Back in May, Oakland United—a coalition of community and neighborhood groups (certain of which are represented on the CBA steering committee)—sent a letter to the Oakland City Council urging them to demand in their renegotiated terms that “a robust community benefits agreement, including specific commitments on affordable housing for low income families, resources for tenants, good jobs, local and fair chance hiring requirements, and environmental benefits” be paid for by Fisher. 

“The developers must invest their own resources towards actualizing these benefits, and not rely solely on the revenues generated from new tax districts,” the groups wrote. “We believe that if this project is done right, it can deliver on real benefits that meet the needs of Oaklanders.”

This was echoed by members of the public who spoke during the meeting of the City Council’s Community and Economic Development Committee on July 7, convened as a “study session” to discuss the Waterfront Ballpark project. “It’s not asking too much,” said one commenter, “for the A’s to fund adequate community benefits, housing, and job opportunities as part of this project.” 

“This is our town,” said another. “Our town, our terms.” 

Lockett, who is on the steering committee, seems to be on the same page. “The Fisher family is no different from any other developer who’s built in Oakland recently,” he said. “There’s no reason the A’s can’t agree to the same things those developers agreed to. Any development built here should benefit the community.”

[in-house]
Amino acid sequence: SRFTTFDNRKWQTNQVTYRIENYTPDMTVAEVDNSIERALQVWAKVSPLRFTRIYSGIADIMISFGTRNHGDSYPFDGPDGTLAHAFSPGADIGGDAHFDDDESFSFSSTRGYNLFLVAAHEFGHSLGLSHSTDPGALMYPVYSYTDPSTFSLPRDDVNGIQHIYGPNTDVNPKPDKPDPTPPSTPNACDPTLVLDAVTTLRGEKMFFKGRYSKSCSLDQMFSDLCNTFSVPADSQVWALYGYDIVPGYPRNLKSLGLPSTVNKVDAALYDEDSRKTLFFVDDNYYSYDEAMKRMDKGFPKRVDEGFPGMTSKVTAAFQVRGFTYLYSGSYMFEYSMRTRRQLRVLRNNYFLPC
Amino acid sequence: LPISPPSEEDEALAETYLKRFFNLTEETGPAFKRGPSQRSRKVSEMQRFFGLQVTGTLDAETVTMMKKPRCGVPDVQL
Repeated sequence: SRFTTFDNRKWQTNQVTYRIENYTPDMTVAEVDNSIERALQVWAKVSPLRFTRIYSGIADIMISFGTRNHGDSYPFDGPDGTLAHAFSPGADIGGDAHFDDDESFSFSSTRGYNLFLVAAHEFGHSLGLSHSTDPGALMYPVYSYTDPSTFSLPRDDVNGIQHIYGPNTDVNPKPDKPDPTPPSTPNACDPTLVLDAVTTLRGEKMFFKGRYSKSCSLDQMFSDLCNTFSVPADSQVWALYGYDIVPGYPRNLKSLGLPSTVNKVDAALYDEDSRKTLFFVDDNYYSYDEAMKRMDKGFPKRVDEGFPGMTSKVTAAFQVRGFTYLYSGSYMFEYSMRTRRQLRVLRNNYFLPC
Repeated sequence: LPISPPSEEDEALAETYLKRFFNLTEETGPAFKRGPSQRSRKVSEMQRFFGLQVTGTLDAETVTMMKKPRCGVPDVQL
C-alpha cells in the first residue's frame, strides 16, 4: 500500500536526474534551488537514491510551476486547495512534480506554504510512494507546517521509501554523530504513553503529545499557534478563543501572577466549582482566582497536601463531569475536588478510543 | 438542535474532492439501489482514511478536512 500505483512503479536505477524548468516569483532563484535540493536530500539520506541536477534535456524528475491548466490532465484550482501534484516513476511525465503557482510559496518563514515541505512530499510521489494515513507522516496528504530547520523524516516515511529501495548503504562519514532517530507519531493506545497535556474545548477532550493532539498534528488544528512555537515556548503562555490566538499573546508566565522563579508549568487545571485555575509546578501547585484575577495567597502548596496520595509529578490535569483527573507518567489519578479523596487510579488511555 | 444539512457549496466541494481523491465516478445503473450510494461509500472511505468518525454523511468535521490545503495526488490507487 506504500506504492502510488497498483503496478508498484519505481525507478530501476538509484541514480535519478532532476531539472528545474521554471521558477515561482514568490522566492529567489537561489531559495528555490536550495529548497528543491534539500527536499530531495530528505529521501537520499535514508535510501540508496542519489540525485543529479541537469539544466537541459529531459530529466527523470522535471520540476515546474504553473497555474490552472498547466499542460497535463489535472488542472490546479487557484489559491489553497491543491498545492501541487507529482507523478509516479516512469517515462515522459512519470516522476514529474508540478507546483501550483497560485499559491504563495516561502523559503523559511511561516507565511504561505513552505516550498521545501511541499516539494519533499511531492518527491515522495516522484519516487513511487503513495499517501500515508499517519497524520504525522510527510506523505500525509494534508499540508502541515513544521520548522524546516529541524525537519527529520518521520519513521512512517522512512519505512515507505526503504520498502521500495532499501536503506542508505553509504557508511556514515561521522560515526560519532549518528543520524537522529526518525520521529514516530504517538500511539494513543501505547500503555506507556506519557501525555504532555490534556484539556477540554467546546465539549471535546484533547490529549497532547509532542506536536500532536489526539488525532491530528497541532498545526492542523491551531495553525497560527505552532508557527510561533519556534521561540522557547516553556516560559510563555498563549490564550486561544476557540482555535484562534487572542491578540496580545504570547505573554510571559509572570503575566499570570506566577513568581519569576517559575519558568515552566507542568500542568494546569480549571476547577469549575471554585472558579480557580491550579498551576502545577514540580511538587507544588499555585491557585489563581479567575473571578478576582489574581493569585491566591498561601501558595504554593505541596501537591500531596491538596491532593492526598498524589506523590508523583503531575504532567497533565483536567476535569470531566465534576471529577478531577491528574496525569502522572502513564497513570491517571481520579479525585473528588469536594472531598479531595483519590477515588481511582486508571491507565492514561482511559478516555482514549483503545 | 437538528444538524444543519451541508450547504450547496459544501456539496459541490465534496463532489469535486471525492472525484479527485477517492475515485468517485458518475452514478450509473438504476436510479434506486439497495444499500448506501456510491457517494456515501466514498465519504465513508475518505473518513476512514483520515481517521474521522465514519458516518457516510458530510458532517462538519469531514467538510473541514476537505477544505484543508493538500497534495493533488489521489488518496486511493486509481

It’s not yet totally certain what the steering committee will include in the final CBA they submit to the city and to Fisher, or what the term sheet the City Council votes on will ultimately look like—whether, for instance, the steering committee will more forcefully demand that Fisher invest his own resources towards actualizing the benefits he’s promised, or whether the City will request benefits such as affordable housing be included in the first phase of development, as occurred in the case of Brooklyn Basin. “It’s common in these kinds of agreements for something like affordable housing to be built before the money-making side of the project,” Henderson, the public policy professor, said. They could do either of those things. They could ask that Fisher provide the $450 million for community benefits up front, with the expectation that Fisher will make a big return on his total investment later on. The CBA steering committee could also ask Fisher to simply pay for affordable housing.

Kaval has indicated that Fisher, in spite of his previous obstinance, is open to negotiating. “There can always be things along the edges that can be modified,” he told the Chronicle earlier this year. “I have not received any counterproposals. I’m always open to have conversations.”